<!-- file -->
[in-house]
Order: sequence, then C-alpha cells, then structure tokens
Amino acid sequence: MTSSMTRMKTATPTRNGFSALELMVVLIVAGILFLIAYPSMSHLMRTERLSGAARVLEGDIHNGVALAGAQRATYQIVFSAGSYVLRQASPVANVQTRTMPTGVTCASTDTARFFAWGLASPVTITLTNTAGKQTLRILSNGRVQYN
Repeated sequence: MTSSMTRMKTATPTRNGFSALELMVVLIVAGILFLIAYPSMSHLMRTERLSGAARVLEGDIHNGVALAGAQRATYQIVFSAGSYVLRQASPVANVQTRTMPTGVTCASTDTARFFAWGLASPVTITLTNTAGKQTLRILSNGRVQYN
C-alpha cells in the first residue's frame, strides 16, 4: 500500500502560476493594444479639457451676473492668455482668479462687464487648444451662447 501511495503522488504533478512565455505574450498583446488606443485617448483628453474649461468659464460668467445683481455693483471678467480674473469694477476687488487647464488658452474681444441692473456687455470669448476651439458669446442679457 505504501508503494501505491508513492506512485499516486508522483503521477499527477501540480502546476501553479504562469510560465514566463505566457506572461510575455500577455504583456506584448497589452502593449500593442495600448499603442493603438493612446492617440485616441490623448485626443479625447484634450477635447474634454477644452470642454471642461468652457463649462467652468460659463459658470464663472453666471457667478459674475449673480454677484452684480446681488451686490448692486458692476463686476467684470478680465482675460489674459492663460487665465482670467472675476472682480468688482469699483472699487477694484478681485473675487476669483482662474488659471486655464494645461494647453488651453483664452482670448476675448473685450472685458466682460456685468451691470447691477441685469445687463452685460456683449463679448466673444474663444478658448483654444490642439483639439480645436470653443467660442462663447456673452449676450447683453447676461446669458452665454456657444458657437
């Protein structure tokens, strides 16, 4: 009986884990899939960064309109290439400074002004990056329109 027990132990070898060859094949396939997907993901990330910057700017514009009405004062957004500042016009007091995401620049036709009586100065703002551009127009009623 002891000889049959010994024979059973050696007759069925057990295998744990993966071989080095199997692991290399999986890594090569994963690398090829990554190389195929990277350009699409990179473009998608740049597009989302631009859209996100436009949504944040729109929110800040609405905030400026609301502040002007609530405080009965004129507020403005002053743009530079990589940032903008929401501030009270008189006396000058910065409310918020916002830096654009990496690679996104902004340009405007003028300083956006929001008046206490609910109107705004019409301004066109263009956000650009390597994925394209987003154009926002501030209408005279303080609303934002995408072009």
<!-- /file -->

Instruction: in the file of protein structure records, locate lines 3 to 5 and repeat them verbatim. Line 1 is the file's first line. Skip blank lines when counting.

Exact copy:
Amino acid sequence: MTSSMTRMKTATPTRNGFSALELMVVLIVAGILFLIAYPSMSHLMRTERLSGAARVLEGDIHNGVALAGAQRATYQIVFSAGSYVLRQASPVANVQTRTMPTGVTCASTDTARFFAWGLASPVTITLTNTAGKQTLRILSNGRVQYN
Repeated sequence: MTSSMTRMKTATPTRNGFSALELMVVLIVAGILFLIAYPSMSHLMRTERLSGAARVLEGDIHNGVALAGAQRATYQIVFSAGSYVLRQASPVANVQTRTMPTGVTCASTDTARFFAWGLASPVTITLTNTAGKQTLRILSNGRVQYN
C-alpha cells in the first residue's frame, strides 16, 4: 500500500502560476493594444479639457451676473492668455482668479462687464487648444451662447 501511495503522488504533478512565455505574450498583446488606443485617448483628453474649461468659464460668467445683481455693483471678467480674473469694477476687488487647464488658452474681444441692473456687455470669448476651439458669446442679457 505504501508503494501505491508513492506512485499516486508522483503521477499527477501540480502546476501553479504562469510560465514566463505566457506572461510575455500577455504583456506584448497589452502593449500593442495600448499603442493603438493612446492617440485616441490623448485626443479625447484634450477635447474634454477644452470642454471642461468652457463649462467652468460659463459658470464663472453666471457667478459674475449673480454677484452684480446681488451686490448692486458692476463686476467684470478680465482675460489674459492663460487665465482670467472675476472682480468688482469699483472699487477694484478681485473675487476669483482662474488659471486655464494645461494647453488651453483664452482670448476675448473685450472685458466682460456685468451691470447691477441685469445687463452685460456683449463679448466673444474663444478658448483654444490642439483639439480645436470653443467660442462663447456673452449676450447683453447676461446669458452665454456657444458657437